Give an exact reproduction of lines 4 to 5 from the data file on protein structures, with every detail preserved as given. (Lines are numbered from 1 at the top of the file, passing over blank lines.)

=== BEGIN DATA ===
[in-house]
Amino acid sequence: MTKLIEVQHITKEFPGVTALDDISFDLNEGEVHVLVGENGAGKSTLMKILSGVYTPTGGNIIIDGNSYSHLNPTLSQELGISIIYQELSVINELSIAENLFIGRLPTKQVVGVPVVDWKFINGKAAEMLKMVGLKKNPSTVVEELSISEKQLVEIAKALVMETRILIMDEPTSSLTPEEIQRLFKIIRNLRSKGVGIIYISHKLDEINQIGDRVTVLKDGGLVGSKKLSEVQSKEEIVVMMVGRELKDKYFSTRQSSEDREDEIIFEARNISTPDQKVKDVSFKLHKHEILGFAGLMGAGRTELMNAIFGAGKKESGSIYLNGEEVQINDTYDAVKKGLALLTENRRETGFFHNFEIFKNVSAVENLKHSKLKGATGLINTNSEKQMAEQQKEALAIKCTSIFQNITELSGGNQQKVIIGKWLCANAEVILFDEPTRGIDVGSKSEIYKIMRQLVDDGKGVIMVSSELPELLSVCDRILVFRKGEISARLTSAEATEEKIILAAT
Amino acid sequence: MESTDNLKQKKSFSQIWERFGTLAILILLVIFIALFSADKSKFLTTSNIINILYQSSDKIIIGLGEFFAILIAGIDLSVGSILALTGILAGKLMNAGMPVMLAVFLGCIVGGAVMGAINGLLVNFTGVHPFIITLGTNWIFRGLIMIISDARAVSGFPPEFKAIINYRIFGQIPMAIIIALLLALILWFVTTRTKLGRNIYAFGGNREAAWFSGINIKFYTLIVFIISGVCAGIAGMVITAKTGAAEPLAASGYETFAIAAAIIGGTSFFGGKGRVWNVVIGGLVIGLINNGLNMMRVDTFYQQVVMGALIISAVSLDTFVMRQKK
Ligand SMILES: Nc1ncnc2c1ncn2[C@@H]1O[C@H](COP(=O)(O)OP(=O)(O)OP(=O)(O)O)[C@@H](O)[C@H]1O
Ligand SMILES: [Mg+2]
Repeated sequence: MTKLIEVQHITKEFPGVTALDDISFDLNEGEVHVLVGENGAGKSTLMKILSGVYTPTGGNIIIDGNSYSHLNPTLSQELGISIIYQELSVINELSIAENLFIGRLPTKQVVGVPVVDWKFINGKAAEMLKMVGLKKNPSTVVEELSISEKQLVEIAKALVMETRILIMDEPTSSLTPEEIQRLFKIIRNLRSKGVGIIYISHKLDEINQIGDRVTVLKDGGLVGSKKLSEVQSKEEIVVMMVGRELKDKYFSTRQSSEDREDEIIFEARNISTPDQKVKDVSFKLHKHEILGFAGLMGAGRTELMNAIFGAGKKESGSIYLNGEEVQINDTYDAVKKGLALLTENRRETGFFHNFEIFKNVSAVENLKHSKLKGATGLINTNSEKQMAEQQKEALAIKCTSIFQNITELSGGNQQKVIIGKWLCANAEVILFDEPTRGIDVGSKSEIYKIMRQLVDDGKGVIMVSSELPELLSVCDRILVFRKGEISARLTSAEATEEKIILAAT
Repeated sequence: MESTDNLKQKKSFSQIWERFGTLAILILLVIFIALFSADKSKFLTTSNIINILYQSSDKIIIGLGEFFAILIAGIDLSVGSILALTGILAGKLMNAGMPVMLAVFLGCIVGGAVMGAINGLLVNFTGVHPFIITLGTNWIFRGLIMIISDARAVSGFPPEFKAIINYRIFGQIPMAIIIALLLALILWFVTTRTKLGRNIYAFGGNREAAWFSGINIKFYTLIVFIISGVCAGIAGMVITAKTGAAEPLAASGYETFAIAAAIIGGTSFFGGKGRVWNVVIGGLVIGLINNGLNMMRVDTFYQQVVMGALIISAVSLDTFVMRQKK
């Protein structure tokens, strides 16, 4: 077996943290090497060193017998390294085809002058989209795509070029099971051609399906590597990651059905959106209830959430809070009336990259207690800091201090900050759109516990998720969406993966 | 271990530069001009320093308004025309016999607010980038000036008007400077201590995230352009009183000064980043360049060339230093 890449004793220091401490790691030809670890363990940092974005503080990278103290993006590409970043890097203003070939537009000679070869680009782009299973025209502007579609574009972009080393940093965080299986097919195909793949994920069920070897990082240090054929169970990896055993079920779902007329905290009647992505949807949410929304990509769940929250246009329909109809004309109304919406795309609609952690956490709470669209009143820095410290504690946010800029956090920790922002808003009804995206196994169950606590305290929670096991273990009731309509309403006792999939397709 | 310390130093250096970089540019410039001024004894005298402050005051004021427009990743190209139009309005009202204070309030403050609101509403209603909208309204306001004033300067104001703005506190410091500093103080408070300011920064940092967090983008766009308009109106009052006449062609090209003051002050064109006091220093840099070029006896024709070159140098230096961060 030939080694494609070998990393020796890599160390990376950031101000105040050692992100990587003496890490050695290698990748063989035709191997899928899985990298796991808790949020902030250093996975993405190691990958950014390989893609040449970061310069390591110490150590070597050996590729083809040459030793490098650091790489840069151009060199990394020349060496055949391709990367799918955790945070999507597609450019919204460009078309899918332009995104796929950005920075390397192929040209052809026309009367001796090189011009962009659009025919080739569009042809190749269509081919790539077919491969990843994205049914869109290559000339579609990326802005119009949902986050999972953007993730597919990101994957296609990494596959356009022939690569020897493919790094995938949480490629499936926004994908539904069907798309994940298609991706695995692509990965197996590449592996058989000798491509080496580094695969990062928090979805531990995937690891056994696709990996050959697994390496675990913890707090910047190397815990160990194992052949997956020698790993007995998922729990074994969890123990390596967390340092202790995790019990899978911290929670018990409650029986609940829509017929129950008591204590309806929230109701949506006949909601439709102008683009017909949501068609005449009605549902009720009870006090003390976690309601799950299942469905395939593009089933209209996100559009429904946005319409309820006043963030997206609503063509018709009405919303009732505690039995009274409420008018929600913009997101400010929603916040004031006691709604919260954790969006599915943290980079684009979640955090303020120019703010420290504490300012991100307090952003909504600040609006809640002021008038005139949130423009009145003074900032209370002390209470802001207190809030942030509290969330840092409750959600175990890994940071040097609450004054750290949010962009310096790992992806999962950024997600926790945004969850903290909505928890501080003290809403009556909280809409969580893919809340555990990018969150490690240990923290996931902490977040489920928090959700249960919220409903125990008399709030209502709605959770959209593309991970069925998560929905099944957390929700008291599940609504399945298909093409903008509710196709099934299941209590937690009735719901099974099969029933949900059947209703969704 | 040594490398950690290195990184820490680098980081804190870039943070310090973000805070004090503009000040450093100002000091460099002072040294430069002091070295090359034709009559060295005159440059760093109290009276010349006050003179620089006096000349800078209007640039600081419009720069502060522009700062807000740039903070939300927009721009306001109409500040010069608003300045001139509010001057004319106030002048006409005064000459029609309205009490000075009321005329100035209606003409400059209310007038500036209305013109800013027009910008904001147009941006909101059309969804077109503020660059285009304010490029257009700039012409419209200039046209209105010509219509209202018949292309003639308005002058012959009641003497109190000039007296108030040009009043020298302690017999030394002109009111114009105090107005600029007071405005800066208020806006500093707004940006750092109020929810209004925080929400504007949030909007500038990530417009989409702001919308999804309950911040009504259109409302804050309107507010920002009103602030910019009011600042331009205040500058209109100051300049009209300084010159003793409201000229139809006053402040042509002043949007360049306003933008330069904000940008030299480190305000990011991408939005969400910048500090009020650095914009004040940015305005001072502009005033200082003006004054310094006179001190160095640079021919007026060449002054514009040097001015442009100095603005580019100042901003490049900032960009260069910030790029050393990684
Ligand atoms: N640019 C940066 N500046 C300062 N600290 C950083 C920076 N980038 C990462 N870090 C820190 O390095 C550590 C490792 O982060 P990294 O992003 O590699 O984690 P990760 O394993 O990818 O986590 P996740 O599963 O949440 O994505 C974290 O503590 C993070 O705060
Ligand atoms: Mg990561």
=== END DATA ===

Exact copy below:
Ligand SMILES: Nc1ncnc2c1ncn2[C@@H]1O[C@H](COP(=O)(O)OP(=O)(O)OP(=O)(O)O)[C@@H](O)[C@H]1O
Ligand SMILES: [Mg+2]